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EXPLORING THE INFLUENCE OF SIZE DISPERSITY ON MESOSCALE SELF-ASSEMBLY OF BIDISPERSE SYSTEM VIA MOLECULAR DYNAMICS

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2025-09-05
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Abstract

Mesoscale self-assembly is a central route to creating novel metamaterials for a wide variety of applications. However, the polydispersity of nanoparticles or colloidal building blocks often adds an additional layer of complexity to the assembly behavior of mesoscopic sys- tems. This complexity can inhibit the straightforward implementation of materials design and significantly influences both the crystallization process and the stability of the resultant structure. In-depth comprehension of these effects is necessary for a fundamental under- standing of structure formation in mesoscopic systems. The impact of size dispersity on the final assembled structures remains poorly explored and understood, in particular for struc- tures other than the most common dense sphere packing structure types. To address this, we utilize molecular dynamics simulations to model the self-assembly of two types of parti- cles with different sizes, which interact through otherwise equivalent isotropic, double-well pair potentials. We examine the level of crystallinity to distinguish between ordered and disordered structures, as well as differentiate between distinct crystal structures as the size dispersity of the simulated systems increases. We find that the demixing of particles with different sizes occurs at similar size ratios across crystal structure types. Moreover, we also note that each structure’s sensitivity to the size ratio with respect to their degree of order is different, with some structures presenting more robustness than others. This work suggests that a profound understanding and strategic manipulation of size dispersity could serve as a powerful tool in governing the self-assembly of soft materials, leading to the design of more robust structures with tailored properties.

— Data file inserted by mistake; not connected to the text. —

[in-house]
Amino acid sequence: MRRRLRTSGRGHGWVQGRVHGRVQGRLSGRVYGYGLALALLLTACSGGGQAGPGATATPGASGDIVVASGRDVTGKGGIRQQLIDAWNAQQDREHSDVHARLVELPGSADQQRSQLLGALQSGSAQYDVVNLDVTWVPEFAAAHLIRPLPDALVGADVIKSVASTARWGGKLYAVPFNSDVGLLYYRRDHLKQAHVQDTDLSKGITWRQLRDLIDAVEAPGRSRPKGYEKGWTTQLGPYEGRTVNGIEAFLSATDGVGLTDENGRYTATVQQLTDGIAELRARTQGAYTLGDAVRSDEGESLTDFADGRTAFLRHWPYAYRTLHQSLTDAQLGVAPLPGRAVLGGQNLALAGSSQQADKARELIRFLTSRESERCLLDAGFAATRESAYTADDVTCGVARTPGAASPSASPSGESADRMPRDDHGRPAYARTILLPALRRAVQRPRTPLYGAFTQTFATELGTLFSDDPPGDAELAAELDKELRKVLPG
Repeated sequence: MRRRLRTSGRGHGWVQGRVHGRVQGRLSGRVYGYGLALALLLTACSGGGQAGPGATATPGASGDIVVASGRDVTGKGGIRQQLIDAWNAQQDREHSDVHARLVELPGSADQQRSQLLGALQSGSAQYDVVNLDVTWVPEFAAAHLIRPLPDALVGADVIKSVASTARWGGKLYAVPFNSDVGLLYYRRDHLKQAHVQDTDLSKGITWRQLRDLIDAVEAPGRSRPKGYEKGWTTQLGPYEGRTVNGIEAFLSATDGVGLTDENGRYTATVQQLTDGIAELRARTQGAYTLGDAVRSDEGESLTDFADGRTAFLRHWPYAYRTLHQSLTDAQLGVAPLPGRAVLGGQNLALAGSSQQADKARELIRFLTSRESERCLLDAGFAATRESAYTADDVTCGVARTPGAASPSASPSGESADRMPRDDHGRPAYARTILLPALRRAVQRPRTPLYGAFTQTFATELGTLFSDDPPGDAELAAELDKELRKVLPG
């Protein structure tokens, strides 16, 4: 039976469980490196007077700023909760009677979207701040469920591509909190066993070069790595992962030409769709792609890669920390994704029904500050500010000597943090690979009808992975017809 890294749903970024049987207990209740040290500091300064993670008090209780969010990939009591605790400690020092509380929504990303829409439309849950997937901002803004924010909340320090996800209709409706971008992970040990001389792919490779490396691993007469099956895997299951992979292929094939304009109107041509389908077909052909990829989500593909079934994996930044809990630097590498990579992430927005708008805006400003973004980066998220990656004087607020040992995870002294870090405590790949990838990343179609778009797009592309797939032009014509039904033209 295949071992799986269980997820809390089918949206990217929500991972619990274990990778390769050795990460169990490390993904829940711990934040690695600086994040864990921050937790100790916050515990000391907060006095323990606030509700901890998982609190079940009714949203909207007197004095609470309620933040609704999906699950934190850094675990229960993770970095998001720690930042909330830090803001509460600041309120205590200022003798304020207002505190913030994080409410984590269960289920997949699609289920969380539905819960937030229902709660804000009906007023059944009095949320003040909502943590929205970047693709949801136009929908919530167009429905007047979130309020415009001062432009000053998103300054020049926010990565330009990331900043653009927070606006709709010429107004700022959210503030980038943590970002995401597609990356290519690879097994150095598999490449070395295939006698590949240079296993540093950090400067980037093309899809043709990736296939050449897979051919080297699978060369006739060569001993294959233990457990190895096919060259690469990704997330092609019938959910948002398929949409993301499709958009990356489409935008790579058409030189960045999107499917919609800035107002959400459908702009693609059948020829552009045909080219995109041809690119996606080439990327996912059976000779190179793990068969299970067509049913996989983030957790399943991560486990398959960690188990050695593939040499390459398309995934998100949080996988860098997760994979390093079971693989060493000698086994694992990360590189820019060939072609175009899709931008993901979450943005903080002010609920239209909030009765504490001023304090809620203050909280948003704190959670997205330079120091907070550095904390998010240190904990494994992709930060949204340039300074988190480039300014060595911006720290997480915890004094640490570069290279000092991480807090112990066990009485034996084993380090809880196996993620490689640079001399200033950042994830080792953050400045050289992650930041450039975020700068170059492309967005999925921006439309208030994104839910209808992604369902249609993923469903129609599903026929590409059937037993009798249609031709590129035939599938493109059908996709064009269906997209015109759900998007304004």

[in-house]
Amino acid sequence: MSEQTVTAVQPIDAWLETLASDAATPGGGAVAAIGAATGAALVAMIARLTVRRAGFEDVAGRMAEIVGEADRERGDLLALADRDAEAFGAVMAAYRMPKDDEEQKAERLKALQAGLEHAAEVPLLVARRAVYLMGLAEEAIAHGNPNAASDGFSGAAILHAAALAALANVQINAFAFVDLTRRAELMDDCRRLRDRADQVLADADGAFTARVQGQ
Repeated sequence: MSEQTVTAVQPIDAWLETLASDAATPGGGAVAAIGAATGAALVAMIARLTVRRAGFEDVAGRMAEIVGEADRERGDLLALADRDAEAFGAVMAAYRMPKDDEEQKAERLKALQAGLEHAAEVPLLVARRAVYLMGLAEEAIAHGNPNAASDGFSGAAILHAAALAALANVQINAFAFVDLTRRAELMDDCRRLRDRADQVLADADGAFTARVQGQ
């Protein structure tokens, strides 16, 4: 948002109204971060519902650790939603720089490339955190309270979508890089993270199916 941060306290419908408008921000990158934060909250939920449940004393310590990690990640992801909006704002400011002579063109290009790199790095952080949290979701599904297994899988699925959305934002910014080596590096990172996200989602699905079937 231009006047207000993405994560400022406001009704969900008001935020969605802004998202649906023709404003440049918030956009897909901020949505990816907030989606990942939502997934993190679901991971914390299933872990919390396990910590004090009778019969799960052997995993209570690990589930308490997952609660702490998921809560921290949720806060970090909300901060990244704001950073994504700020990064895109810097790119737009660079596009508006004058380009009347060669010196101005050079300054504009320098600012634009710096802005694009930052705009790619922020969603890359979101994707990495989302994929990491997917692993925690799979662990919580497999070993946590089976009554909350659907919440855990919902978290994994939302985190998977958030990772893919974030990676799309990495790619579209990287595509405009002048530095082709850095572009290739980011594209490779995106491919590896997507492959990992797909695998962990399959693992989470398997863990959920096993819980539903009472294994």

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54 pages

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2023-08

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Dshemuchadse, Julia

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Moridi, Atieh

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Materials Science and Engineering

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M.S., Materials Science and Engineering

Degree Level

Master of Science

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Government Document

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Attribution 4.0 International

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dissertation or thesis

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